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About the Klaverens Hus

Klaverens Hus is a museum of such keyboard instruments for which we no longer have any domestic factories for uprights, square pianos and grand pianos (hammer instruments), harmoniums and reed organs and their respective self-playing variants. Always fighting against time when too many good instruments are dumped or exported to be rebuilt (another kind of destruction when only the case is left of the original instrument), we are building up a collection of keyboard instruments and objects belonging to our industrial heritage from the important piano and reed organ factories we had in great numbers that is unique for Sweden and maybe also for the rest of the world. Therefore, saving instruments and craft knowledge and spreading information of our keyboard instrument culture through times is our most important task. We do this by public activities, publications, courses etc. A collection of this kind is a national resource both for instrument technicians especially when it comes to early constructions and for musicians who seldom have the possibility of playing piano music on the instruments it was written for. Those of our instruments that play are regularly used at our concerts. It is our ambition to augment the number of sounding instruments successively and thus broaden the basis of the constantly ongoing musical and technical research that is necessary to understand the connection between sound, playing technique and music from periods that lie before the present time we live in ourselves.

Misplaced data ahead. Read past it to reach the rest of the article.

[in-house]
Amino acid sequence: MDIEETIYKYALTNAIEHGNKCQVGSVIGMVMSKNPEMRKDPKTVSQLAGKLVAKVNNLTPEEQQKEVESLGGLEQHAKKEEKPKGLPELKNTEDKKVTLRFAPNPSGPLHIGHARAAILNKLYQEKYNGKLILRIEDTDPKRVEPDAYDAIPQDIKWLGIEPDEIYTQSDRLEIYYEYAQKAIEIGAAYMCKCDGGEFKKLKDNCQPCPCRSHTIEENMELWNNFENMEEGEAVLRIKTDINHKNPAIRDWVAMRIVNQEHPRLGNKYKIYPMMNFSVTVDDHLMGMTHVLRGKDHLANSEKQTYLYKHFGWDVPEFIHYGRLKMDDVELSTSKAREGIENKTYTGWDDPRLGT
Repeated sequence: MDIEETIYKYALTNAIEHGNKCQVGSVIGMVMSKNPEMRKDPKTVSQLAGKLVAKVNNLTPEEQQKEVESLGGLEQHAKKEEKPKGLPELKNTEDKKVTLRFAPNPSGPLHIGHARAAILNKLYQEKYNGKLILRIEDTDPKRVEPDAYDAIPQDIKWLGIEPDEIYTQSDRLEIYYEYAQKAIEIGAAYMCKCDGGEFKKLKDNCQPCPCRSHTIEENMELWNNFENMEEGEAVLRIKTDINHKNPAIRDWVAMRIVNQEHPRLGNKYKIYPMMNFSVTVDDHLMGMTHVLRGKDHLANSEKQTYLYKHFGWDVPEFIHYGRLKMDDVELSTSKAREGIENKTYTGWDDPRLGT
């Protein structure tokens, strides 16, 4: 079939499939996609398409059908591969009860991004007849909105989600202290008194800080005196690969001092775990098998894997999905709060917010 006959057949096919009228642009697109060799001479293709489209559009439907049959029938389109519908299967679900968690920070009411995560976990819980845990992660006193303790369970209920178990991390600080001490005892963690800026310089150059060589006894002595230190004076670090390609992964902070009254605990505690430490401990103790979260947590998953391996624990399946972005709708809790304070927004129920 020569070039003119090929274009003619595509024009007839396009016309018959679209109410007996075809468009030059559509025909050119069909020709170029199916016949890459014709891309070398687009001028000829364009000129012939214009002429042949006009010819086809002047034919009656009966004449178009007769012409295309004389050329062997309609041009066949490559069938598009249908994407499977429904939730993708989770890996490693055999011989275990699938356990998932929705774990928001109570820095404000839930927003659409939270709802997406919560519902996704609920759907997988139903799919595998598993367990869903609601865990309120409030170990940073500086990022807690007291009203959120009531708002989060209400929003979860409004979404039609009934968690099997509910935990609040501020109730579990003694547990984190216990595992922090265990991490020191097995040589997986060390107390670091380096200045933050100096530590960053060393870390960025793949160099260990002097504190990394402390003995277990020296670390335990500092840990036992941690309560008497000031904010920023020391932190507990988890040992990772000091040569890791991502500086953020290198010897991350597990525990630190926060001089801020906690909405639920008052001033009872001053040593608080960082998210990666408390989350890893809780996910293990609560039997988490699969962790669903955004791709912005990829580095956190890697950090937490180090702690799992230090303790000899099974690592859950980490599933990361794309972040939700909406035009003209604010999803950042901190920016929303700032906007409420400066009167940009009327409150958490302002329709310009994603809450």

Why then old keyboard instruments? They have other qualities than the modern ones and are thus ‘time engines’ to music. Hammer instruments with the old aesthetics have a clear, light and ‘transparent’ sound through the whole compass with a light touch and a narrower octave. The effect is another touch feeling and easiness of playing cords. An instrument that is contemporary with the music for which it was written is the best teacher how to interpret and play it. To the listener this means a stronger experience of the music people earlier thought themselves to be familiar with. Internationally, early keyboard instruments represent a great and important field of research where there is a raising awareness of the importance and development of 19th century pianos. In Sweden, we cannot take part in discussions and co-operation projects without the important collections of instruments and industrial heritage we now have together with all the activities it gives rise to at the Klaverens Hus.

The lorry after one of our many trips for

picking up instruments all over the country.



Hans Leygraf (1920-2011) shared his art of piano playing  by sponsoring several concerts. Photo: Eva Ekenberger.

Photo: Eva Ekenberger.


Olle Långström playing a reed organ made by Ph. J. Trayser & Co. (1850s). Photo: Kerstin Åkered.


A glimpse of our instrument store rooms, here the reed organ room with gaudy parlor organs.


The S. Ljungqvist reed organ factory order-book gives information on serial numbers and production years, models, prizes and buyers


Tore Persson exposes what is happening behind the name board of a grand piano








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